Monday, February 13, 2012

23

Ice hockey sweeps Rhode Island

Continued from Page 17

"Our mentality has to be to keep pushing and having competitive pracites that will allow us to keep getting better as a team."

ADRIAN SZKOLAR / THE STATESMAN

Captain George Nicoles (#62) looks to lead the Stony Brook hockey team in the ESCHL playoffs against West Chester University next Saturday night. By Adrian Szkolar Staff Writer

In an important two-game series with a playoff bye on the line, Stony Brook ended its regular season on a high note, sweeping Rhode Island by winning 3-2 on Friday and 6-4 on Saturday, extending its winning streak to four games. “The guys just kept battling,” head coach Chris Garofalo said. “They're playing with a lot of confidence.” With the wins, Stony Brook maintained its hold on third place in the Eastern States Collegiate Hockey League standings with an 8-6-2 record, finishing five points ahead of Rhode Island. By finishing third, Stony

Brook will get a bye in the ESCHL playoffs. “One less game to play is beneficial,” Garofalo said. The ESCHL postseason is set to take place at West Chester next week, beginning with Rhode Island playing fifth-place Robert Morris on Friday, Feb. 17. First place Delaware will play the winner of the Rhode Island-Robert Morris game at 5:15 p.m, following with Stony Brook's playing host to West Chester University at 8 p.m. West Chester edged Stony Brook in the regular season series between the two teams, winning three of the four games and outscoring Stony Brook on an aggregate of 22-20. “If we play the way we have played lately, I feel

confident,” Garofalo said. “I never feel we never have a shot to win when we play them.” The final Athletic Collegiate Hockey Association rankings are set to come out next Wednesday on Feb. 15. In order to qualify for the national tournament, Stony Brook would need to be ranked at least 15th in the poll. In the last ranking, which came out on Feb. 3, the team was ranked 17th in the country, which would leave the Seawolves on the outside looking in. “I would say a 50-50 chance,” Garofalo said when it came to the team's chances of being ranked high enough to get into the tournament.

Schneyer, trailblazer for Stony Brook cheerleading Continued from Page 24 When not cheering for SBU, Schneyer coaches all-star teams at Gravity Cheer, a gym in Holbrook. Working with 5 to 17-year-olds, he teaches them how to tumble, his least favorite part of cheering. His favorite part, he says, is performing the stunts, like lifting the cheerleaders into the air. “It’s kind of like a workout. It’s more adventurous than like other things — lifting the girls and trying skills and everything, it broadens you a little bit more,” he said. “Tumbling I could do without; like I could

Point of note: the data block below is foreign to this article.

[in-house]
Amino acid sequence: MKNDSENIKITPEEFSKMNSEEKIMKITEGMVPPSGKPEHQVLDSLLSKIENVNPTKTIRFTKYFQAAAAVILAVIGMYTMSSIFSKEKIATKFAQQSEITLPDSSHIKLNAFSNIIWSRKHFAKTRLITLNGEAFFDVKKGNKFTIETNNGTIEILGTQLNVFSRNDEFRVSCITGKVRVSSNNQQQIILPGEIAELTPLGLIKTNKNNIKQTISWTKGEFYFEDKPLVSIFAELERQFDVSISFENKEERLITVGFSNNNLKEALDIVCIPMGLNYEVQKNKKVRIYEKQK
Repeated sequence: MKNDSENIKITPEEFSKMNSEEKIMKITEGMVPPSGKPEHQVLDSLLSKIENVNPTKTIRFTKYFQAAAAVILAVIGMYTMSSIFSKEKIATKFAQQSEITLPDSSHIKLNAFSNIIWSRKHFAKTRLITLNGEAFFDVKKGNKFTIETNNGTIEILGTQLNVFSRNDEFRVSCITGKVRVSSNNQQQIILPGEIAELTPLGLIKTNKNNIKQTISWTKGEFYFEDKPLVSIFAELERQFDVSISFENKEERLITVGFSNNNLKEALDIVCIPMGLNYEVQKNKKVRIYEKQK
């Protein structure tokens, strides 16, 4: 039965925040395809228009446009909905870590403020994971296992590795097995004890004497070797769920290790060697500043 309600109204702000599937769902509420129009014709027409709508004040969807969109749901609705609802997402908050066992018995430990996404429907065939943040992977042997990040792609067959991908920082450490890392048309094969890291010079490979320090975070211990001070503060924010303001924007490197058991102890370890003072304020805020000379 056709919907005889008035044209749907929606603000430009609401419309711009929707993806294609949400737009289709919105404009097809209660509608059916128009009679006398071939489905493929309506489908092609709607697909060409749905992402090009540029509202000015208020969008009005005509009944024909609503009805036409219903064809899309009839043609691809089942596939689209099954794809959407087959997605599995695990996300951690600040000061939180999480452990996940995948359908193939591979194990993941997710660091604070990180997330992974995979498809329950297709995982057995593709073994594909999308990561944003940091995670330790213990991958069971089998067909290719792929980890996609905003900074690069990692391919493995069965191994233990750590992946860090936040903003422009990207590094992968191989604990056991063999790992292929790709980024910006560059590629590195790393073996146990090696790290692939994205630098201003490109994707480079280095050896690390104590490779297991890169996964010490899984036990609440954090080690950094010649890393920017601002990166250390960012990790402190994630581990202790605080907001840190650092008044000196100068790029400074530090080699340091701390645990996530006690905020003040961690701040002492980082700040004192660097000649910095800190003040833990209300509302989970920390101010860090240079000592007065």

do it, but I prefer not to. It’s all mental.” Despite being described as co-ed on the athletics website, Schneyer is the only male cheerleader the team has. Several other guys were recruited for their gymnastics talents in the fall, but do not have the abilities required to be a “true cheerleader.” They are no longer with the team. Schneyer admits that the idea of cheerleading being a sport is a touchy subject. “Personally, I would consider it a sport, but other outsiders don’t,” he said. “I mean, if we’re running, we’re jumping, we’re flipping, we’re using all of our muscles

just like any other sport. If you want to compare it to other sports like football, they have all that padding, we have no padding.” Despite the non-sport status and the “girly” stereotype, Schneyer is not alone in his love of cheerleading. Nearly half of the teams competing in the United States on the college level have at least one male cheerleader. “I have seen girls play football, hockey, rugby and other 'male'sports but nothing has stopped them,” he said. “[People] can judge all they want, but . . . it’s what I love so I don't care if its just for girls, it's for me, too!”